Delaware unemployment claims top 100K as filings slow
WILMINGTON – Delaware broke a dramatic threshold last week when unemployment claims during the COVID-19 pandemic topped 100,000 despite recording the fewest number of weekly claims to date, state officials reported Thursday.
Filings in the week of May 17-23 ended a one-week rise in claim totals, with the 4,651 claims being the fewest recorded in a single week since the pandemic began. It was enough to push the total claims to 100,475, however, according to the Delaware Department of Labor.
Unemployment claims over the past few months have surpassed the total of the last three years’ claims combined but is not representative of how many workers are unemployed permanently, as employers statewide use temporary furloughs to cut expenses.
The data shows that roughly 21% of the state’s workforce has filed an unemployment claim in the crisis, although some of those claims were denied; some of the workers have returned to their jobs after furloughs; and others have likely went back to work full-time this month as the state lifted some restrictions on businesses.
As of last week, 60,479 workers are receiving unemployment insurance payments from the state, a decrease of about 400 from the prior week. It’s the first drop in continuous claims in about two months.
The insured unemployed data represents a state unemployment rate of 13%. That is slightly lower than Delaware’s official April unemployment rate of 14.3% – a modern record surpassed only by estimates from the Great Depression.
Earlier in May, state labor officials reported that more than 14,000 claims from newly eligible self-employed workers and independent contractors, made possible by the federal CARES Act, had been submitted through a new state processing system that began making payments May 16.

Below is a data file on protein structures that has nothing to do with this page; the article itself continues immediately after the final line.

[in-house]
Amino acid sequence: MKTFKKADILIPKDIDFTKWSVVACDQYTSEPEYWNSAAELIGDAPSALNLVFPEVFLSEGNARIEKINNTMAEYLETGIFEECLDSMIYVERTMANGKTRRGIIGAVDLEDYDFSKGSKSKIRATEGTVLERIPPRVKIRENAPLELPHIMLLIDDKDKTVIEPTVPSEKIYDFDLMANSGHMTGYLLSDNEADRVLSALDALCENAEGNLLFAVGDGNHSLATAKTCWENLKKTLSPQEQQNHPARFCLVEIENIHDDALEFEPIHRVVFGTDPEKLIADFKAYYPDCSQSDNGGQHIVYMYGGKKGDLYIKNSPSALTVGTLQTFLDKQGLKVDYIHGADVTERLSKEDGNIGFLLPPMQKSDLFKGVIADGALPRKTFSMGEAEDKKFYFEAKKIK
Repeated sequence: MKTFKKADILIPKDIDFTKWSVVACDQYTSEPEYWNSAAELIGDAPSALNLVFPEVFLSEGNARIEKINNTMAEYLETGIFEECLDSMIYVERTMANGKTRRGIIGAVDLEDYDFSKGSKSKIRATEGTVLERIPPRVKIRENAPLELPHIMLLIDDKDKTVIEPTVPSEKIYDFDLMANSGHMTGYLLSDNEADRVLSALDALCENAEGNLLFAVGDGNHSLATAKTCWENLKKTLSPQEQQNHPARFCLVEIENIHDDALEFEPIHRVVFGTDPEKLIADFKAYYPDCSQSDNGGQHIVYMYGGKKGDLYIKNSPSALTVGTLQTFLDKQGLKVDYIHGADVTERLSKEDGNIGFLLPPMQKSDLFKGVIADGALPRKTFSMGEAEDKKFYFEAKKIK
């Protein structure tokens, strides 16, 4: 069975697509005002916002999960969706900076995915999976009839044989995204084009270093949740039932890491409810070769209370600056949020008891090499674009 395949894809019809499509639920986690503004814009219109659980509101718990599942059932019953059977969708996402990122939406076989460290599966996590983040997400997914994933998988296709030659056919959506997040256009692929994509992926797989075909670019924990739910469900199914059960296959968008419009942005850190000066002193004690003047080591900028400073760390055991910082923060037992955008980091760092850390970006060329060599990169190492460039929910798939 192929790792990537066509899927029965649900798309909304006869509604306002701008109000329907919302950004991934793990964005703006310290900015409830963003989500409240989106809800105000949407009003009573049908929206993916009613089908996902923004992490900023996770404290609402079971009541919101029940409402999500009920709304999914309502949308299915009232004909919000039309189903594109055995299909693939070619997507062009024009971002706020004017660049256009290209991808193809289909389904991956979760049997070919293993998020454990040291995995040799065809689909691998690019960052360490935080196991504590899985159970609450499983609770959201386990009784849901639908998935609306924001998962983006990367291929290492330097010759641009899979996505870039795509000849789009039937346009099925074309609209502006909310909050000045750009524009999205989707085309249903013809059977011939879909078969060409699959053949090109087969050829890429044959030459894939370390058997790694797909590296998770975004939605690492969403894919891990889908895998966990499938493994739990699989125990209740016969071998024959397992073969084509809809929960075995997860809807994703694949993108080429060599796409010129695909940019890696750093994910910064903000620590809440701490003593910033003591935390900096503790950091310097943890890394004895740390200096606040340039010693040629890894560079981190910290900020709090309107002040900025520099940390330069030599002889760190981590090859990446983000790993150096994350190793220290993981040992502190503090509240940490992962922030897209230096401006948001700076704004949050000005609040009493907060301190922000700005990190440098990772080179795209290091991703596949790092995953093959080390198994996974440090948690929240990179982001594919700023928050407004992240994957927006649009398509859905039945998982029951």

Despite federal unemployment aid being extended to them in March, such workers, who don’t pay into the state’s unemployment trust fund to be insured against job losses, hadn’t been able to tap into relief funds because of a lack of a state system to verify their incomes. Those workers are now eligible for payments ranging from $733 to $1,000 per week, depending on proof of income documentation.
Last week, Darryl Scott, director of the Delaware Division of Unemployment Insurance, told state lawmakers that approximately 1,000 of the 5,584 claims filed were so-called Pandemic Unemployment Assistance (PUA) claims made through that system. More are expected to file through the PUA system, which could keep initial claims coming even as more assistance recipients drop off the continuous total to return to work under Gov. John Carney’s Phase I reopening plan beginning June 1.
The historically high wave of assistance seekers has overwhelmed the manpower of the department and required federal stimulus funds to bolster the depleted state Unemployment Trust Fund, which has paid out nearly $282 million in claims from March 15 to May 23. A historic weekly high for payments has been about $3 million, but last week saw payment of about $47.2 million.
The state’s trust fund has seen an infusion of more than $142 million from the federal government, while the state has paid out almost $105.5 million through the crisis. State officials have said that they expect to use a large chunk of the $1.25 billion allocation to Delaware under the CARES Act to bolster the Unemployment Trust Fund.
By Jacob Owens